Andrew Julian Hoggatt
Born: August, 1919
Hometown: Eaton, CO
Service: Merchant Marine
Position / Rank: Engine Cadet
Date / Place of death: November 19, 1940 / 32-41N,
Date / Place of burial: November 19, 1940 / Lost at
Sea – 32-41N, 168-39E
Andrew J. Hoggatt entered the Merchant Marine Cadet Corps at San Francisco, CA May or June 1940. He signed on as Engine Cadet aboard the SS President Cleveland on July 5, 1940 following a month aboard the training ship SS California State. He was on his third voyage aboard the SS President Cleveland when he was lost. Available documents indicate that Andrew Hoggatt was assigned to work days with the ship’s First Assistant Engineer, Mr. H. D. Wilkins.
On the afternoon of November 19, 1940, five days after the ship had sailed from Honolulu bound for Yokohama, a crew member needed him for a routine administrative function but could not locate him. A search of the ship ensued but neither he, nor his body could be found. The entry for Andrew J. Hoggatt’s death in the SS President Cleveland’s Official Log Book reads,
“Andrew J. Hoggatt Engine Cadet was this day declared missing. A complete and exhaustive search failed to find any trace of him aboard the vessel.
It is therefore declared that Andrew J. Hoggatt had either fell or willfully jumped over the ships side and was lost at sea.”
Upon the ship’s return to Honolulu, Federal Bureau of Investigation Agent Fletcher interviewed several crew members. A full inquiry into the matter was held on December 31, 1940 in San Francisco when the President Cleveland returned from its voyage. The inquiry established that Hoggatt had not been feeling well since departing from Honolulu and was being treated by the ship’s doctor for a sexually transmitted disease. Testimony from two other Cadets indicated that Andrew Hoggatt had appeared to be upset or depressed since sailing from San Francisco. However, neither man believed that Andrew Hoggatt had taken his own life. Further, there was testimony that the unlicensed engineers aboard the SS President Cleveland felt that Hoggatt was performing work that, under their union contract, he should not hav e been performing. Further testimony found that Andrew Hoggatt was not happy with his work and intended to leave the Merchant Marine Cadet Corps when the ship returned to San Francisco. Finally, inspection of the SS President Cleveland found that there were places where someone could lose their balance and f all overboard. These included a guard chain between two lifeboat davits adjacent to the Cadets Room.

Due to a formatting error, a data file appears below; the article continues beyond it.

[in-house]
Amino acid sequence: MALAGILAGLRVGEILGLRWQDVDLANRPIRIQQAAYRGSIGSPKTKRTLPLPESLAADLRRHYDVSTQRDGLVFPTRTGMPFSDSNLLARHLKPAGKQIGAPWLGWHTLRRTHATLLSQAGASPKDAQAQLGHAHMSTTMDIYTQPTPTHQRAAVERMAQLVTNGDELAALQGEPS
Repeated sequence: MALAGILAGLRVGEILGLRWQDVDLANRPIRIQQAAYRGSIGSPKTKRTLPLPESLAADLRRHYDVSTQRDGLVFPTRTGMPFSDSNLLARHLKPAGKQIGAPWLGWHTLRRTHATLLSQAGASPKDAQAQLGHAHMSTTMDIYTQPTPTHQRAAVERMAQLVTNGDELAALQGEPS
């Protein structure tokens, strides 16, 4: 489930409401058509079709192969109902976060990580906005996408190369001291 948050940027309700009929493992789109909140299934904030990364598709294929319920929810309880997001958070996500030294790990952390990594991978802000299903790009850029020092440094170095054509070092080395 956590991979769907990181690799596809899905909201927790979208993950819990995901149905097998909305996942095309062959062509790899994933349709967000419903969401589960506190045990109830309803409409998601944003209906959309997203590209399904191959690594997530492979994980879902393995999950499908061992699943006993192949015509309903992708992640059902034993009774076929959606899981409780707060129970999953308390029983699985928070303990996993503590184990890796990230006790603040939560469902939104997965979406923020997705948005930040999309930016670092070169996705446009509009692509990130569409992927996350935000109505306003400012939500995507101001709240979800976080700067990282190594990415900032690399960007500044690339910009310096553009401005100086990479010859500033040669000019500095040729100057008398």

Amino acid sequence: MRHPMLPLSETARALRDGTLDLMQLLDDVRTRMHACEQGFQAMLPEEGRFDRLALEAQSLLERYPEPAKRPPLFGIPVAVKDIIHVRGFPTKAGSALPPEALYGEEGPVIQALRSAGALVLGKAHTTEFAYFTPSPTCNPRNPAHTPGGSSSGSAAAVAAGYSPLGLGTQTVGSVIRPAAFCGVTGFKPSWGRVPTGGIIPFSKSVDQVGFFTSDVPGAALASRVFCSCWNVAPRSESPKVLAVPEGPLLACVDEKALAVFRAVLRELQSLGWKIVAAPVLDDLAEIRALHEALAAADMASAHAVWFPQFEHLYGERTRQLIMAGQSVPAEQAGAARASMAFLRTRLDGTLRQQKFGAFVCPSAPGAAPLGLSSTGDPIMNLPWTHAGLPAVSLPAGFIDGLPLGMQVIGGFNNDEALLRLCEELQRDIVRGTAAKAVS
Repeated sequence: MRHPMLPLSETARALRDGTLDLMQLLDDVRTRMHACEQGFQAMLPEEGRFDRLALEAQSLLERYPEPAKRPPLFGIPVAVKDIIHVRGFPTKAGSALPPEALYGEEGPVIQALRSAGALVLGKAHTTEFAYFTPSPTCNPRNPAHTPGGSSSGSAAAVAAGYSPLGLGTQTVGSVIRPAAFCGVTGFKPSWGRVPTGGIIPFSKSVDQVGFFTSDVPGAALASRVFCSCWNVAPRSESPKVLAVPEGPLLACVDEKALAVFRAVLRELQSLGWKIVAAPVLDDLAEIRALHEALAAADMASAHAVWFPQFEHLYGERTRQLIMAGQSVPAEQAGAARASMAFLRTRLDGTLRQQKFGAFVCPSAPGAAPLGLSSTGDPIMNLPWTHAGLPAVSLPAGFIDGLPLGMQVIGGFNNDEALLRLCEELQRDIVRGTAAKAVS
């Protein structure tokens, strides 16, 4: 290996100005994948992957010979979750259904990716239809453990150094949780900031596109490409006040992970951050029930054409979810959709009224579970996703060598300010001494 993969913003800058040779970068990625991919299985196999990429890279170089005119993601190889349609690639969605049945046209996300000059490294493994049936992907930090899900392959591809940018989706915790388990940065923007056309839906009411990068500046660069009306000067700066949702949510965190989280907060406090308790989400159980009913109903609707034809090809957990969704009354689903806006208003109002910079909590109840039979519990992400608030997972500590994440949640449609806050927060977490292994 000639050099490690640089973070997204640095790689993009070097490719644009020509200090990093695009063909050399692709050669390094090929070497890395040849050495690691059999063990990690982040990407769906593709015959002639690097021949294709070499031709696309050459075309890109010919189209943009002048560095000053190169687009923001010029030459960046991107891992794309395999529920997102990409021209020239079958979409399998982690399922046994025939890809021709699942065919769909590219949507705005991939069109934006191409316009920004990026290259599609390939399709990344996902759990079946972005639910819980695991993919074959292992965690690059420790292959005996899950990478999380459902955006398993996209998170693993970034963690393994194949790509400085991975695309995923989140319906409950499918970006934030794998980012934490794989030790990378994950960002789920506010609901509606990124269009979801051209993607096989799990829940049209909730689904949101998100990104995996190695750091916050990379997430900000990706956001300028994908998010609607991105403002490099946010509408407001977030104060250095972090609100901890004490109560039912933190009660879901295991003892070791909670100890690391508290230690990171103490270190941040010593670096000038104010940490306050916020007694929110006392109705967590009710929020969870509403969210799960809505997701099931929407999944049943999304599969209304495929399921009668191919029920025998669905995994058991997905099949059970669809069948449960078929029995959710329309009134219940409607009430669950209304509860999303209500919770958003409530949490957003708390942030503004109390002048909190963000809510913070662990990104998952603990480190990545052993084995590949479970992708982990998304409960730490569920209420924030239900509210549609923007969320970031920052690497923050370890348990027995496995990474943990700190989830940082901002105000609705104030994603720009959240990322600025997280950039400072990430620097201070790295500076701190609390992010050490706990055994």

After taking testimony, and surveying the SS President Cleveland, the Investigation Board concluded that Andrew J. Hoggatt’s death was accidental in nature, although the precise nature of the accident could not be determined. The Board specifically stated that there was no evidence of either murder or suicide in his death.
Based on his service in the U.S. Merchant Marine Andrew J. Hoggatt was eligible for posthumous award of the Merchant Marine Defense Bar, the Victory Medal and Presidential Testimonial Letter.
Andrew J. Hoggatt was the seventh of John Adam Logan Hoggatt and Katherine E. Eagleman Hoggatt’s eight children. Andrew’s older siblings were Irene, George, Lawrence, John, Jr., James and Daniel. His younger brother was Paul. The family lived in Eaton, CO, a small farming community north of Greeley, CO. According to the 1920 and 1930 U.S. Census, John Hoggatt worked as a hired hand on farms around Eaton. John Hoggatt, Sr. died in 1938, a year after Andrew graduated from High School. By 1940 Andrew was living in Climax, CO where he was employed as a construction worker. At the time of his death, Andrew’s mother was living in Englewood, CO.